The U.S. Department of Education has been under an intense microscope from the moment the Trump administration took office. After months of speculation, Secretary of Education Betsy DeVos has named nine new staffers to fill key posts at the DOE.
"None of these folks have received formal nominations from the White House, and will not need Senate confirmation to step into their roles," according to Education Week. "But some will be serving in an 'acting' capacity in positions that they can be nominated formally for later."
Most of the appointments have had plenty of experience working in the public and private education sector and, for that reason, are considered uncontroversial selections. However, the appointment of Candice E. Jackson is drawing significant backlash from some circles. Jackson is being tapped to serve as the Deputy Assistant Secretary for Civil Rights and Acting Assistant Secretary. She is the author of a book titled, "Their Lives: Women Targeted by the Clinton Machine," which centers on women who made allegations of harassment against former President Bill Clinton. According to Education Week, Jackson held an event during the 2016 election that featured some of these accusers.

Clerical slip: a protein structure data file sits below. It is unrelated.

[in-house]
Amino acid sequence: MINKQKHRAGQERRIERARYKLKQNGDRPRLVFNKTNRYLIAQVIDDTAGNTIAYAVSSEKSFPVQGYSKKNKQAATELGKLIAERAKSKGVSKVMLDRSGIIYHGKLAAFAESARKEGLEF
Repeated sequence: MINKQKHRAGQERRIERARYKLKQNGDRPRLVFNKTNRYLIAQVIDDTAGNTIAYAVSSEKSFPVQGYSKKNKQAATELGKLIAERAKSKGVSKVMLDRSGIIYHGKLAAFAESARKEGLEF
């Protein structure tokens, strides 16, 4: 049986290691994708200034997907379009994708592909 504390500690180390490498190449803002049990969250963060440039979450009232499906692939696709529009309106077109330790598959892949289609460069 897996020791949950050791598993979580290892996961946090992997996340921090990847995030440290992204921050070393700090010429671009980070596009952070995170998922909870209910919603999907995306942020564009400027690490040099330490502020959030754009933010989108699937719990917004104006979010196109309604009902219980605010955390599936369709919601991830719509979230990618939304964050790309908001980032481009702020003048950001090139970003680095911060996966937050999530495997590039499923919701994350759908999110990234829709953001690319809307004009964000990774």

Meanwhile, there are more mainstream appointees like James Manning who worked in the Department of Education under the Bush and Obama administrations. According to the article, Manning once testified before the House of Representatives, in which he urged the U.S. institutions of higher education to be open channels for international students. Manning will serve as the Senior Adviser to the Under Secretary and Acting Under Secretary.
DeVos has appointed Josh Venable as the Chief of Staff. Venable previously worked as the national director of advocacy and legislation at the Foundation for Excellence In Education, a non-profit founded by Jeb Bush.
For a full comprehensive list of the newly appointed Department of Education Appointees, click here.
Article by Navindra Persaud, Education World Contributor.